Paddack continues to boost fastball velocity in win over Rockies

June 11th, 2024

MINNEAPOLIS -- How exactly does a Major League pitcher add 3.5 mph of average velocity to his fastball in less than a week?

revealed after his start at Yankee Stadium last Wednesday that he owes much of that to a conversation on the airplane with one of his teammates.

“Cole Sands gets a big shout-out,” Paddack said after that start. “He broke down some mechanical stuff for me that helped him this past offseason gaining some velocity.”

While Paddack’s declining velocity jumped from a 91.5 mph average to a 95.0 mph average in that start against the Yankees, he still didn’t see strong results against the tough Bronx Bombers lineup -- but certainly he did on Monday against the Rockies, when he threw 6 1/3 scoreless frames with some of his highest-caliber stuff of the season to lead Minnesota to a 5-0 win.

“This whole week, I just told myself, ‘Continue to stay on the gas,’” Paddack said. “Everything has been sharp. My velo is back, my stuff is in a good spot, I’m in a good spot mentally.”

His average fastball on Monday was up to a season-best 95.2 mph, his highest mark in a game as a starting pitcher since 2021, before he came to the Twins’ organization in a trade and underwent his second career Tommy John surgery. All of his other pitches were up more than a mile an hour, including the curveball that emerged as his most reliable secondary pitch.

And it all started when Paddack talked to seat-mate Sands while the team was in transit from Houston to New York on the club’s last road trip.

Sands has gone through his own journey of velocity discovery over the last two seasons, working with Tread Athletics to boost his own fastball from a 91.6 mph average when he debuted in 2022 to a 95.4 mph mark this year, which has helped him take the next step from up-and-down mop-up man to leverage reliever at times this season.

As part of that work, Sands got sucked into the world of breaking down pitching mechanics.

“You can probably ask any of the guys in here if they played with me over the last five years, I was super into mechanics,” Sands said. “I would watch a lot of video. I would do a lot of dry work.”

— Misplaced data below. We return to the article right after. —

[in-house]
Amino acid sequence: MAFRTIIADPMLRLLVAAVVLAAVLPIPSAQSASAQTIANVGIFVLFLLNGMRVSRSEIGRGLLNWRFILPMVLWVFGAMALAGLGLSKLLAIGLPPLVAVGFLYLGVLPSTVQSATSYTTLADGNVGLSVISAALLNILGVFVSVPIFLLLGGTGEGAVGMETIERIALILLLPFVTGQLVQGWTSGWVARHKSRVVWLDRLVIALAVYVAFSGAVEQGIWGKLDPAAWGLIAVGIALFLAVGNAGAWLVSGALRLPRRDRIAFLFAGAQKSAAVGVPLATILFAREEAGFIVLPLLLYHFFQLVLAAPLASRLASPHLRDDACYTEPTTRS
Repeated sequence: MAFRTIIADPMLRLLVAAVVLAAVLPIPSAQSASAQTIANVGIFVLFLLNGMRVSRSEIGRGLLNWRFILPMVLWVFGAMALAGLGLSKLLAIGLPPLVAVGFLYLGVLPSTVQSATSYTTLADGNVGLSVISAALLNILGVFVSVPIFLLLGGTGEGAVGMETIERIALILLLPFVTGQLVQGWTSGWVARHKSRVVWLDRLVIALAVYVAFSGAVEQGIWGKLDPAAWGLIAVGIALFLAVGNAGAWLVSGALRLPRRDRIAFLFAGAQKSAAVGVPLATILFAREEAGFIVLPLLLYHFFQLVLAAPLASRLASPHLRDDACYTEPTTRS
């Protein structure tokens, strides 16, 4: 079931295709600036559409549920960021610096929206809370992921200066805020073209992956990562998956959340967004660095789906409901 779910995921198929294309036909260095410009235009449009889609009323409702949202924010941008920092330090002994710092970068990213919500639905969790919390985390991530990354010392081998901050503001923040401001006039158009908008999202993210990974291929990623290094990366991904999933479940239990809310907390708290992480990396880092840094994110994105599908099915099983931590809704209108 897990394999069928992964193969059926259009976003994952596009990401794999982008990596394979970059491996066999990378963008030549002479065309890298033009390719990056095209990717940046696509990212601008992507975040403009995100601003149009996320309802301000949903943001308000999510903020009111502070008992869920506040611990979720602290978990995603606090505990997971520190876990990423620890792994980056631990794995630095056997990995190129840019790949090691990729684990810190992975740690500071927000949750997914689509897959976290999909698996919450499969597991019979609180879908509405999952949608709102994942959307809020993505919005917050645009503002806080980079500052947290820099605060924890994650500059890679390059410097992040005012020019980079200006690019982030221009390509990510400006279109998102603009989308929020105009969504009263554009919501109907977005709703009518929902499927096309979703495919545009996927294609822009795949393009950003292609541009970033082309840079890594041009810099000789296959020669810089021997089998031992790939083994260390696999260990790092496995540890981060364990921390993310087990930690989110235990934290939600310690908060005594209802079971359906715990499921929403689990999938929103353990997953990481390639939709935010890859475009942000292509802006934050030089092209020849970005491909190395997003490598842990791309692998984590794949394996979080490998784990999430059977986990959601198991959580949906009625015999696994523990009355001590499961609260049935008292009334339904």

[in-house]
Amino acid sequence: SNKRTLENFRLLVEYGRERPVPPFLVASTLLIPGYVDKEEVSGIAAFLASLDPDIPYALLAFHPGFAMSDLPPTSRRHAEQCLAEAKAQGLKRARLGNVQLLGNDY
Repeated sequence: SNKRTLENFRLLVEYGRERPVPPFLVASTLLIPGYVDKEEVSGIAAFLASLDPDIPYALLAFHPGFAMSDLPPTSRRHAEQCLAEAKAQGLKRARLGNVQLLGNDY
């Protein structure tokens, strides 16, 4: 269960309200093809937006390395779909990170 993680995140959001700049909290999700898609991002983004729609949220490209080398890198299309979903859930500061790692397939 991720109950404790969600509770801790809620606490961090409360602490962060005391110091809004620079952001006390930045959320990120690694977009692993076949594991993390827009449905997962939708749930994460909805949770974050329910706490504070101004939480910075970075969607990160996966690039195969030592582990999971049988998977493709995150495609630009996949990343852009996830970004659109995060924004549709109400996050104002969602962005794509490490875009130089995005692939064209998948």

Paddack pulled up the video of an arbitrary pitch from his previous start and showed it to Sands, who immediately spotted a nuanced issue that had actually held Sands back in the past, too: Paddack was lifting his back heel too early as he started his movement toward home plate.

By getting up onto his toe too early, Paddack was using his quadriceps instead of his stronger glutes to propel his lower half and prime his delivery, which caused added strain in his arm and some pec soreness. That also caused his momentum to subtly fall more toward third base than toward home.

“I just told him one thing that kind of helped me over the past two years,” Sands said.

Paddack stood up and went through his delivery mechanics with Sands, who told him to keep his heel driven more into the ground and feel more like he’s coiling his lower half to build tension, with the right heel down, that knee feeling like it’s pointing toward second base, and the left leg crossing over his body as part of the leg kick.

Paddack felt an immediate difference -- and was so encouraged by it that he spent the off-day in New York in his hotel room, with mirrors placed around him, just doing his delivery over and over again to lock it in.

“Dude, [the mechanics] feel so good,” Paddack told Sands the next day.

They just needed to see it in action -- and on the first pitch of Paddack’s start in New York, he fired 95.7 mph, which got Sands’ eyes popping out of his head.

“I'm like, ‘That's crazy!’” Sands said. “I didn't even expect that.”

And on Monday, as Paddack locked it in, he hit 97.6 mph, his hardest pitch of the season, while sitting 95 mph with the fastball -- and The Sheriff’s mojo was back.

“I just felt like myself out there tonight,” Paddack said. “It was fun. I was able to get that emotion back that I feel like I hadn’t had the past couple starts.”